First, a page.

Special Circumstances

There are some cases where the child has some pre-existing learning disability. In those cases, the only way to raise the child is to keep a very close eye on them. Other parents also switch to hovering over teens that have somehow developed risky behavior or have attracted an external factor that can threaten the teen’s safety. It is also best to hover over children that have been through severe trauma or something similar. But it would also be best if the parents were sensitive to situations and understood when and where to ease off.

Let’s Rephrase The Question: “Which one is best for the child?”

Although the child’s safety is important, an overprotective parent might provide the child with a skewed sense of security. Children with helicopter parents often have poor social lives and mental health issues. These children may also lack the basic skills to fend for themselves once their parents are gone.

Now, let’s forget for a moment that scaffolding parenting can take a toll on the parents (see our other posts for tips on how to lessen the stress). Ask yourself the following questions:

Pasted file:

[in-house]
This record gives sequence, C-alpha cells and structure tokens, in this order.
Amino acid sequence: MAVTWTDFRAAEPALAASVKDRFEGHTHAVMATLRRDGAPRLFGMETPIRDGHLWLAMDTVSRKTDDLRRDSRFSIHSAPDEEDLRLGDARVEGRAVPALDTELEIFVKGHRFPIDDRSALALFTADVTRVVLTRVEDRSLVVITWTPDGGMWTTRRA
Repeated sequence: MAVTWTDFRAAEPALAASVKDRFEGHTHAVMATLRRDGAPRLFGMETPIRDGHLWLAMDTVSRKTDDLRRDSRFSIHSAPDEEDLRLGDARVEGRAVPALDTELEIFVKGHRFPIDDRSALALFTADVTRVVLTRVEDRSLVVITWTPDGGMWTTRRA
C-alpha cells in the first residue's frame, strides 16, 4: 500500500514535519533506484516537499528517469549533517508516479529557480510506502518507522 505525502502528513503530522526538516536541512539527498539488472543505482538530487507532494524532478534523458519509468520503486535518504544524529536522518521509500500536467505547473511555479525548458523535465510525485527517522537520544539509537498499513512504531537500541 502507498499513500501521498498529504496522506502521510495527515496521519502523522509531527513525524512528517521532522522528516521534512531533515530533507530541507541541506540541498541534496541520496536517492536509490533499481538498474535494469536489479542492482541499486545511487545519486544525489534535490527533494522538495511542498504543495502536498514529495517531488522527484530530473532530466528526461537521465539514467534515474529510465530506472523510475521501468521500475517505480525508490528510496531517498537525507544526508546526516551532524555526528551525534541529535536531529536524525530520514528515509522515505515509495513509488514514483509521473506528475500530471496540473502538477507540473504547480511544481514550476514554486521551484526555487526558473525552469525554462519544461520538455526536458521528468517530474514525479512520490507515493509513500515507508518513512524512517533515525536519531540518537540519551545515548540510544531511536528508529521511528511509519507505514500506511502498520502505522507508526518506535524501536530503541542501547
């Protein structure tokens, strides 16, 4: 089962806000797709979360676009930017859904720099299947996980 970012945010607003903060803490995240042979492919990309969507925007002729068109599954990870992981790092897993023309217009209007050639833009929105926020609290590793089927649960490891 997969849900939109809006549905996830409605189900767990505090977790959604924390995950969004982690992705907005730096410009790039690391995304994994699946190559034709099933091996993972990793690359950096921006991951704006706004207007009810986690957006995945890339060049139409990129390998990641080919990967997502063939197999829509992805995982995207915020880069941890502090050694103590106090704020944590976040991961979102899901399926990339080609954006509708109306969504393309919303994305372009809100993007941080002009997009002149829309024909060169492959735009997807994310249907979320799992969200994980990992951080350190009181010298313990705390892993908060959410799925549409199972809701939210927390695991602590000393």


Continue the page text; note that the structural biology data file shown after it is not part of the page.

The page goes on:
• Will limiting parental involvement in your child’s activities promote healthy development?
  • Will providing tools and teaching the child to use such tools develop essential life skills?
  • Would it contribute to healthy emotional development if you let the child make mistakes and had them take responsibility and accountability for their actions?
  • Will letting the children make and break their own friendships and relationships teach them social skills?
  • Will teaching them to make their own decisions help them in their adult lives?

Try to imagine scenarios where we focus on raising a well-rounded, healthy and emotionally stable person. Answer as honestly as you can.

So, what works when it comes to parenting? Definitely keep what is working and avoid what isn’t. Seek professional help if needed—your child’s development depends on it! Be flexible and be ready to adapt as the child grows and their needs change. What things have you found to work well for you as a parent? Please share it in the comments below or on our social media pages!



I'm a Mom of two daughters, Freya and Ava. I love to share insights on how parents can be better parents. I write about topics that are relevant to me as a parent: things like parenting style, relationship, marriage, and balancing work and family.